“Hey Alex,” I said, by way of greeting and also as a way to get his attention to warn him about the tricky step, “watch the tricky step.”
He stared at me.
“What did you say?”
“I said watch the step.”
I realized it before he’d finished saying “before.” I’d said “Hey Alex.” Hey.
“Sorry dude,” I said, then smacked my head. “That was another faux pas.”
“Sure was,” said Alex, which I did not care for at all.
A home is a dungeon when your sofa holds someone else. Never in my life has the word “hey,” or the word “dude,” or even “hey, dude,” wanted to jump off my tongue as it did during the ten days of Alex’s transition away from his mother. He was infected with the mentality of an on-duty police officer: he took mental notes, and I saw as my punishments collected in his brain. Not that he carried them out: he couldn’t, it was my house and my sofa after all, but each demerit was assigned a red X. I could not listen to my rap music, I could not even listen to Everclear. Offensive. Alex caught me at three in the morning eating Chinese spare ribs like an animal, hunched over the sink, wiping my fingers on my boxer shorts. It was not tolerated. As I said: he was infected.
Before he moved out of my apartment and into his own, Alex brought me a jar of lemon curd as an obviously-last-minute token of his appreciation. He announced what it was and I flung the jar at the wall before he’d finished saying “from Provence.”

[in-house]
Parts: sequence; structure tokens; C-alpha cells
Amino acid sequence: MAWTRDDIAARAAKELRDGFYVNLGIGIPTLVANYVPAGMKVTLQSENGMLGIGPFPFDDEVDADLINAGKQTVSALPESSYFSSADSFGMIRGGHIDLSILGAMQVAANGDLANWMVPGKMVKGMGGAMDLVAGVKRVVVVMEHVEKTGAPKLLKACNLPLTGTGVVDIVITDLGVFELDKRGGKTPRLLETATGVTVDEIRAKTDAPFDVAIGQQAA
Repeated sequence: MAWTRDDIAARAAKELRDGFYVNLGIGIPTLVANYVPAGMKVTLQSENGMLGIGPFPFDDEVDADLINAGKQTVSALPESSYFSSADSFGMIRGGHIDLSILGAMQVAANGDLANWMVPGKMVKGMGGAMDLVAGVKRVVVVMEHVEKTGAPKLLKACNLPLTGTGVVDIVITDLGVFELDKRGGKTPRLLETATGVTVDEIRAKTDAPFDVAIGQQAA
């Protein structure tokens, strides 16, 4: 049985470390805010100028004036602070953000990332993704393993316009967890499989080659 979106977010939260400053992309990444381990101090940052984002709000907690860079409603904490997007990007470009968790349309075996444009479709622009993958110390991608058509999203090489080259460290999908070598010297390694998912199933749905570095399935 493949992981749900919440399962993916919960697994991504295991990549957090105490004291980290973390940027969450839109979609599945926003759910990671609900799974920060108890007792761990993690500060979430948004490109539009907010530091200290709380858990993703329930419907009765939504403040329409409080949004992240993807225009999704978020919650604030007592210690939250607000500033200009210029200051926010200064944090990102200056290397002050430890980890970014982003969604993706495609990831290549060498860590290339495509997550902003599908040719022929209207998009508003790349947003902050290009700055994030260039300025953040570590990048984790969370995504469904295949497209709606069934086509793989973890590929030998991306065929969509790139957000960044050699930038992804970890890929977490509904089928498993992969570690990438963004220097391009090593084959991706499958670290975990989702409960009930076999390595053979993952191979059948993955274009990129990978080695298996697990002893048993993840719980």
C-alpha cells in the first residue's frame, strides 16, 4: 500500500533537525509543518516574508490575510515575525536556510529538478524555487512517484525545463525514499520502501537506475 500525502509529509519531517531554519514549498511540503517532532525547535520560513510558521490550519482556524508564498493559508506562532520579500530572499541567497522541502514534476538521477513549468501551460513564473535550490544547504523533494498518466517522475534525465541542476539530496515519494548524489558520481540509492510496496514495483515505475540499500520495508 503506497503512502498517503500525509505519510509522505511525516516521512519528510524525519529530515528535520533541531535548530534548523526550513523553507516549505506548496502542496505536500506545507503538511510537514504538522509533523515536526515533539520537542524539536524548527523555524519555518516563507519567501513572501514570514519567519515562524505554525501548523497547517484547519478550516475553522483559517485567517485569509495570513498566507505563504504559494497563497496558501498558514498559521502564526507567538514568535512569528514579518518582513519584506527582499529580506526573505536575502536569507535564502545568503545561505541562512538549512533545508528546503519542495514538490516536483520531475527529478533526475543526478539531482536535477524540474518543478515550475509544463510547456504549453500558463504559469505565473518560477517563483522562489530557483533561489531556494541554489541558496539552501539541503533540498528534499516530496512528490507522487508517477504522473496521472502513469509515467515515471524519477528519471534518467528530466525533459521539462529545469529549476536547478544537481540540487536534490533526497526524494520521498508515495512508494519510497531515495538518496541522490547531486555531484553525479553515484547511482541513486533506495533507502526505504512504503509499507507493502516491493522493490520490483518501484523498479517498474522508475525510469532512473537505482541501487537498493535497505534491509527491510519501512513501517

“Get this out of my sight,” I said, in such a terrifying and commanding tone that Alex disappeared into the kitchen to grab paper towels and wipe away the offending condiment from the wainscoting. Silently. Enjoying familiar wrath.
From his crouched position, gathering shards of glass, he summoned the courage to ask, “What happened there?”
I explained that if there’s one word that’s too disgusting, too evocative, to be used in my house, it’s curd.
I don’t know what’s become of Alex since he moved out. He was a really good dude, on some level.
I have just come from about three years of self-imposed exile from communication in general. Sometimes when I open my mouth hoping to see a bubble come out with my thoughts inside, the bubble bursts and a fly wanders in instead.